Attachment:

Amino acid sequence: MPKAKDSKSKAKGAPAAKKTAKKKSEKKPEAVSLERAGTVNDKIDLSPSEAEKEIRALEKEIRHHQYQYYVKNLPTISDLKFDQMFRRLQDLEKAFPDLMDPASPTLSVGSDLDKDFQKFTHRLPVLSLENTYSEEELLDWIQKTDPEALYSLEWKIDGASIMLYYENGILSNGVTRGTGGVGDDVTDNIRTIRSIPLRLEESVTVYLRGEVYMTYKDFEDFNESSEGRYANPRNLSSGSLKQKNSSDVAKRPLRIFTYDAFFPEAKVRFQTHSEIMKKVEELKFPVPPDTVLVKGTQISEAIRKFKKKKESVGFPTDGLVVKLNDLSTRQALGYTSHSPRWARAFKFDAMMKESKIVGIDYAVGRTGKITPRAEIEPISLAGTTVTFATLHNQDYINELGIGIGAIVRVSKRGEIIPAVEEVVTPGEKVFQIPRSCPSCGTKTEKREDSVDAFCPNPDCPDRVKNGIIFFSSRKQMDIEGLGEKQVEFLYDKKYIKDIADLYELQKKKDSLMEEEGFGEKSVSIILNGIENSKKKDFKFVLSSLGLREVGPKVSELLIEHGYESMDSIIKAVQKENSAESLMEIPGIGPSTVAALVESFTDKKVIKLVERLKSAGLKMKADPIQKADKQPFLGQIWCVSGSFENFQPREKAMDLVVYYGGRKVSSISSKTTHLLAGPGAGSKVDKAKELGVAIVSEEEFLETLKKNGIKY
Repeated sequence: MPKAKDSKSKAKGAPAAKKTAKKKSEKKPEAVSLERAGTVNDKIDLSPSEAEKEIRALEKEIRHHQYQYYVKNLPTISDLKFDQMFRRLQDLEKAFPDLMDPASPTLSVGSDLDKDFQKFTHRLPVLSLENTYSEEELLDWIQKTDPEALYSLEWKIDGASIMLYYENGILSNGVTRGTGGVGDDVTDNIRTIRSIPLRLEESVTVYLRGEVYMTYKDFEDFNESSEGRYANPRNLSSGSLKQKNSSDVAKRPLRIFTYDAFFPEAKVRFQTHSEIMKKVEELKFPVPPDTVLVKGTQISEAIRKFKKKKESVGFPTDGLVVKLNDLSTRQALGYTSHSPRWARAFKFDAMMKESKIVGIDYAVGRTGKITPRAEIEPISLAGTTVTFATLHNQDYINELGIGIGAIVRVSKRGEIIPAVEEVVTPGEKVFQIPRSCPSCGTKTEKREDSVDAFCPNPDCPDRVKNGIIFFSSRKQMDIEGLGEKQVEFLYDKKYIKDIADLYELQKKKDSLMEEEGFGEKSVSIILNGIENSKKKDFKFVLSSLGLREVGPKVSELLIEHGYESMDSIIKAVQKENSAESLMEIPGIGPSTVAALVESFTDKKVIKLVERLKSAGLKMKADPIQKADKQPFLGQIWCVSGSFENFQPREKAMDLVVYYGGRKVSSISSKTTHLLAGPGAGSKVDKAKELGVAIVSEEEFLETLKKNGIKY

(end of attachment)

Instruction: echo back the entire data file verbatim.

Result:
Amino acid sequence: MPKAKDSKSKAKGAPAAKKTAKKKSEKKPEAVSLERAGTVNDKIDLSPSEAEKEIRALEKEIRHHQYQYYVKNLPTISDLKFDQMFRRLQDLEKAFPDLMDPASPTLSVGSDLDKDFQKFTHRLPVLSLENTYSEEELLDWIQKTDPEALYSLEWKIDGASIMLYYENGILSNGVTRGTGGVGDDVTDNIRTIRSIPLRLEESVTVYLRGEVYMTYKDFEDFNESSEGRYANPRNLSSGSLKQKNSSDVAKRPLRIFTYDAFFPEAKVRFQTHSEIMKKVEELKFPVPPDTVLVKGTQISEAIRKFKKKKESVGFPTDGLVVKLNDLSTRQALGYTSHSPRWARAFKFDAMMKESKIVGIDYAVGRTGKITPRAEIEPISLAGTTVTFATLHNQDYINELGIGIGAIVRVSKRGEIIPAVEEVVTPGEKVFQIPRSCPSCGTKTEKREDSVDAFCPNPDCPDRVKNGIIFFSSRKQMDIEGLGEKQVEFLYDKKYIKDIADLYELQKKKDSLMEEEGFGEKSVSIILNGIENSKKKDFKFVLSSLGLREVGPKVSELLIEHGYESMDSIIKAVQKENSAESLMEIPGIGPSTVAALVESFTDKKVIKLVERLKSAGLKMKADPIQKADKQPFLGQIWCVSGSFENFQPREKAMDLVVYYGGRKVSSISSKTTHLLAGPGAGSKVDKAKELGVAIVSEEEFLETLKKNGIKY
Repeated sequence: MPKAKDSKSKAKGAPAAKKTAKKKSEKKPEAVSLERAGTVNDKIDLSPSEAEKEIRALEKEIRHHQYQYYVKNLPTISDLKFDQMFRRLQDLEKAFPDLMDPASPTLSVGSDLDKDFQKFTHRLPVLSLENTYSEEELLDWIQKTDPEALYSLEWKIDGASIMLYYENGILSNGVTRGTGGVGDDVTDNIRTIRSIPLRLEESVTVYLRGEVYMTYKDFEDFNESSEGRYANPRNLSSGSLKQKNSSDVAKRPLRIFTYDAFFPEAKVRFQTHSEIMKKVEELKFPVPPDTVLVKGTQISEAIRKFKKKKESVGFPTDGLVVKLNDLSTRQALGYTSHSPRWARAFKFDAMMKESKIVGIDYAVGRTGKITPRAEIEPISLAGTTVTFATLHNQDYINELGIGIGAIVRVSKRGEIIPAVEEVVTPGEKVFQIPRSCPSCGTKTEKREDSVDAFCPNPDCPDRVKNGIIFFSSRKQMDIEGLGEKQVEFLYDKKYIKDIADLYELQKKKDSLMEEEGFGEKSVSIILNGIENSKKKDFKFVLSSLGLREVGPKVSELLIEHGYESMDSIIKAVQKENSAESLMEIPGIGPSTVAALVESFTDKKVIKLVERLKSAGLKMKADPIQKADKQPFLGQIWCVSGSFENFQPREKAMDLVVYYGGRKVSSISSKTTHLLAGPGAGSKVDKAKELGVAIVSEEEFLETLKKNGIKY